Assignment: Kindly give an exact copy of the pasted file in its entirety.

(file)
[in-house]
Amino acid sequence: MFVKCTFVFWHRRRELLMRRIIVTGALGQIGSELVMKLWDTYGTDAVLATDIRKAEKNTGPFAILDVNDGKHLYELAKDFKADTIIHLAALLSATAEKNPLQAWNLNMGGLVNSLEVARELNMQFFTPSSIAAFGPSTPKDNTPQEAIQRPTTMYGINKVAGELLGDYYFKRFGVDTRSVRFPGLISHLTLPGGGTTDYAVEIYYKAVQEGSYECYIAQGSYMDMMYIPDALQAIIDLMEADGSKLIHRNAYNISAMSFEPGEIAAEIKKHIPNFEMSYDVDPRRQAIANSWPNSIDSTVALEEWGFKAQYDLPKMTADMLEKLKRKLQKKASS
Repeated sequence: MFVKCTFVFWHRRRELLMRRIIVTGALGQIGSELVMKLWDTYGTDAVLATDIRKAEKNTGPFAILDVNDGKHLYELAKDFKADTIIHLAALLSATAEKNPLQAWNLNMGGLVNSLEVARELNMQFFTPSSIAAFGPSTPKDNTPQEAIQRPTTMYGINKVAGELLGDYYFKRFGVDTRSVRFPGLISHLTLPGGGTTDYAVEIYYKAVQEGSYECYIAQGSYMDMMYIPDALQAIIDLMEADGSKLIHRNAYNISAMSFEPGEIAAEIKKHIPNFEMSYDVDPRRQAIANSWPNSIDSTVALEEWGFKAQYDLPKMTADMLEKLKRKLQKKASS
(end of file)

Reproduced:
[in-house]
Amino acid sequence: MFVKCTFVFWHRRRELLMRRIIVTGALGQIGSELVMKLWDTYGTDAVLATDIRKAEKNTGPFAILDVNDGKHLYELAKDFKADTIIHLAALLSATAEKNPLQAWNLNMGGLVNSLEVARELNMQFFTPSSIAAFGPSTPKDNTPQEAIQRPTTMYGINKVAGELLGDYYFKRFGVDTRSVRFPGLISHLTLPGGGTTDYAVEIYYKAVQEGSYECYIAQGSYMDMMYIPDALQAIIDLMEADGSKLIHRNAYNISAMSFEPGEIAAEIKKHIPNFEMSYDVDPRRQAIANSWPNSIDSTVALEEWGFKAQYDLPKMTADMLEKLKRKLQKKASS
Repeated sequence: MFVKCTFVFWHRRRELLMRRIIVTGALGQIGSELVMKLWDTYGTDAVLATDIRKAEKNTGPFAILDVNDGKHLYELAKDFKADTIIHLAALLSATAEKNPLQAWNLNMGGLVNSLEVARELNMQFFTPSSIAAFGPSTPKDNTPQEAIQRPTTMYGINKVAGELLGDYYFKRFGVDTRSVRFPGLISHLTLPGGGTTDYAVEIYYKAVQEGSYECYIAQGSYMDMMYIPDALQAIIDLMEADGSKLIHRNAYNISAMSFEPGEIAAEIKKHIPNFEMSYDVDPRRQAIANSWPNSIDSTVALEEWGFKAQYDLPKMTADMLEKLKRKLQKKASS